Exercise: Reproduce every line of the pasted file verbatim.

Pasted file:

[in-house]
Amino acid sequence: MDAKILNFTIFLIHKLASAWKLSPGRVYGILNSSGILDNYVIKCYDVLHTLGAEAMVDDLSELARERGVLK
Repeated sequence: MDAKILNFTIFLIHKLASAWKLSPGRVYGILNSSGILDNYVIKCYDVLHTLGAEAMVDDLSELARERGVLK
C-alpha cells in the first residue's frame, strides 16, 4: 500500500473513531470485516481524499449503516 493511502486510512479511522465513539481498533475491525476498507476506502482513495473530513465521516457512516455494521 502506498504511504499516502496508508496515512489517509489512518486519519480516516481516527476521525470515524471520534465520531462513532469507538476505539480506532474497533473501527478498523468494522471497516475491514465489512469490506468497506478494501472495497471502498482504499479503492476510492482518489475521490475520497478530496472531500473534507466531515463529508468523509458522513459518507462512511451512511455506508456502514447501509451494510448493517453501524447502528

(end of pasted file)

[in-house]
Amino acid sequence: MDAKILNFTIFLIHKLASAWKLSPGRVYGILNSSGILDNYVIKCYDVLHTLGAEAMVDDLSELARERGVLK
Repeated sequence: MDAKILNFTIFLIHKLASAWKLSPGRVYGILNSSGILDNYVIKCYDVLHTLGAEAMVDDLSELARERGVLK
C-alpha cells in the first residue's frame, strides 16, 4: 500500500473513531470485516481524499449503516 493511502486510512479511522465513539481498533475491525476498507476506502482513495473530513465521516457512516455494521 502506498504511504499516502496508508496515512489517509489512518486519519480516516481516527476521525470515524471520534465520531462513532469507538476505539480506532474497533473501527478498523468494522471497516475491514465489512469490506468497506478494501472495497471502498482504499479503492476510492482518489475521490475520497478530496472531500473534507466531515463529508468523509458522513459518507462512511451512511455506508456502514447501509451494510448493517453501524447502528